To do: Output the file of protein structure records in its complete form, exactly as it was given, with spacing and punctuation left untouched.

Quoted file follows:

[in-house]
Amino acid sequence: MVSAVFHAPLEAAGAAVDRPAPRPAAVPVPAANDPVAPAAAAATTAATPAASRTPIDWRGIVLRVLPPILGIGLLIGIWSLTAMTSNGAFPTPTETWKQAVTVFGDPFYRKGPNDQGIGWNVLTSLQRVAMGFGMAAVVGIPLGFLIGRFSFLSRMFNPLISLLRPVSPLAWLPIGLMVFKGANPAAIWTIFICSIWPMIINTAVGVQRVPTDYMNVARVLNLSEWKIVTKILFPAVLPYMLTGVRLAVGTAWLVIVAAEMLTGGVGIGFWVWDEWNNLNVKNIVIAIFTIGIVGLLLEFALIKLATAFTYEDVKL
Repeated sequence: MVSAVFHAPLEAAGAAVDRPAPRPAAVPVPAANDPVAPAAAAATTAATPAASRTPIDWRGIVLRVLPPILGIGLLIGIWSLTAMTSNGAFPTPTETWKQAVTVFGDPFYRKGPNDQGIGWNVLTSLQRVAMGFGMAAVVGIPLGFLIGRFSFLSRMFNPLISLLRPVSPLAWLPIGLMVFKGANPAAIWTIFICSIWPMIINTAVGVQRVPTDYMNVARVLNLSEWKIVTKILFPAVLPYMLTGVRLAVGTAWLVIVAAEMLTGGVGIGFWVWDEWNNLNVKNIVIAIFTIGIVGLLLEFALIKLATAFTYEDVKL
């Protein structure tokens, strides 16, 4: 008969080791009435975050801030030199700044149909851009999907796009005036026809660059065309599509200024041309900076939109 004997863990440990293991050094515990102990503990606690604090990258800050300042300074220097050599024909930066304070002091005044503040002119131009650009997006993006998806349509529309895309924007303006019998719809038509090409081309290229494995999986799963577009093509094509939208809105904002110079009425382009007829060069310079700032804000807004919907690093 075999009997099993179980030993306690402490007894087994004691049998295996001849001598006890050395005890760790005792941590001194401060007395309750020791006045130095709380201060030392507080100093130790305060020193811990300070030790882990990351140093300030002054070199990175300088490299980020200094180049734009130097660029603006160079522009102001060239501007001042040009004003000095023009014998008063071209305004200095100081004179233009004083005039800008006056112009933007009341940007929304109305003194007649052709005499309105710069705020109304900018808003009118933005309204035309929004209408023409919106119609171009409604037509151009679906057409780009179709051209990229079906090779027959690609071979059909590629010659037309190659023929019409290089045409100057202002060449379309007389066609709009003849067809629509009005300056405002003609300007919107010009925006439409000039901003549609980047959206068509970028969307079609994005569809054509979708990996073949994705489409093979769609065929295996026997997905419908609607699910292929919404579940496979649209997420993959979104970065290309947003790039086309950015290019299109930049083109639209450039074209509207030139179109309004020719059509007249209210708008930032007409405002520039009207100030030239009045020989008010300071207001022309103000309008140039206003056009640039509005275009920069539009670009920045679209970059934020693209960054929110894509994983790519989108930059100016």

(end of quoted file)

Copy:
[in-house]
Amino acid sequence: MVSAVFHAPLEAAGAAVDRPAPRPAAVPVPAANDPVAPAAAAATTAATPAASRTPIDWRGIVLRVLPPILGIGLLIGIWSLTAMTSNGAFPTPTETWKQAVTVFGDPFYRKGPNDQGIGWNVLTSLQRVAMGFGMAAVVGIPLGFLIGRFSFLSRMFNPLISLLRPVSPLAWLPIGLMVFKGANPAAIWTIFICSIWPMIINTAVGVQRVPTDYMNVARVLNLSEWKIVTKILFPAVLPYMLTGVRLAVGTAWLVIVAAEMLTGGVGIGFWVWDEWNNLNVKNIVIAIFTIGIVGLLLEFALIKLATAFTYEDVKL
Repeated sequence: MVSAVFHAPLEAAGAAVDRPAPRPAAVPVPAANDPVAPAAAAATTAATPAASRTPIDWRGIVLRVLPPILGIGLLIGIWSLTAMTSNGAFPTPTETWKQAVTVFGDPFYRKGPNDQGIGWNVLTSLQRVAMGFGMAAVVGIPLGFLIGRFSFLSRMFNPLISLLRPVSPLAWLPIGLMVFKGANPAAIWTIFICSIWPMIINTAVGVQRVPTDYMNVARVLNLSEWKIVTKILFPAVLPYMLTGVRLAVGTAWLVIVAAEMLTGGVGIGFWVWDEWNNLNVKNIVIAIFTIGIVGLLLEFALIKLATAFTYEDVKL
């Protein structure tokens, strides 16, 4: 008969080791009435975050801030030199700044149909851009999907796009005036026809660059065309599509200024041309900076939109 004997863990440990293991050094515990102990503990606690604090990258800050300042300074220097050599024909930066304070002091005044503040002119131009650009997006993006998806349509529309895309924007303006019998719809038509090409081309290229494995999986799963577009093509094509939208809105904002110079009425382009007829060069310079700032804000807004919907690093 075999009997099993179980030993306690402490007894087994004691049998295996001849001598006890050395005890760790005792941590001194401060007395309750020791006045130095709380201060030392507080100093130790305060020193811990300070030790882990990351140093300030002054070199990175300088490299980020200094180049734009130097660029603006160079522009102001060239501007001042040009004003000095023009014998008063071209305004200095100081004179233009004083005039800008006056112009933007009341940007929304109305003194007649052709005499309105710069705020109304900018808003009118933005309204035309929004209408023409919106119609171009409604037509151009679906057409780009179709051209990229079906090779027959690609071979059909590629010659037309190659023929019409290089045409100057202002060449379309007389066609709009003849067809629509009005300056405002003609300007919107010009925006439409000039901003549609980047959206068509970028969307079609994005569809054509979708990996073949994705489409093979769609065929295996026997997905419908609607699910292929919404579940496979649209997420993959979104970065290309947003790039086309950015290019299109930049083109639209450039074209509207030139179109309004020719059509007249209210708008930032007409405002520039009207100030030239009045020989008010300071207001022309103000309008140039206003056009640039509005275009920069539009670009920045679209970059934020693209960054929110894509994983790519989108930059100016």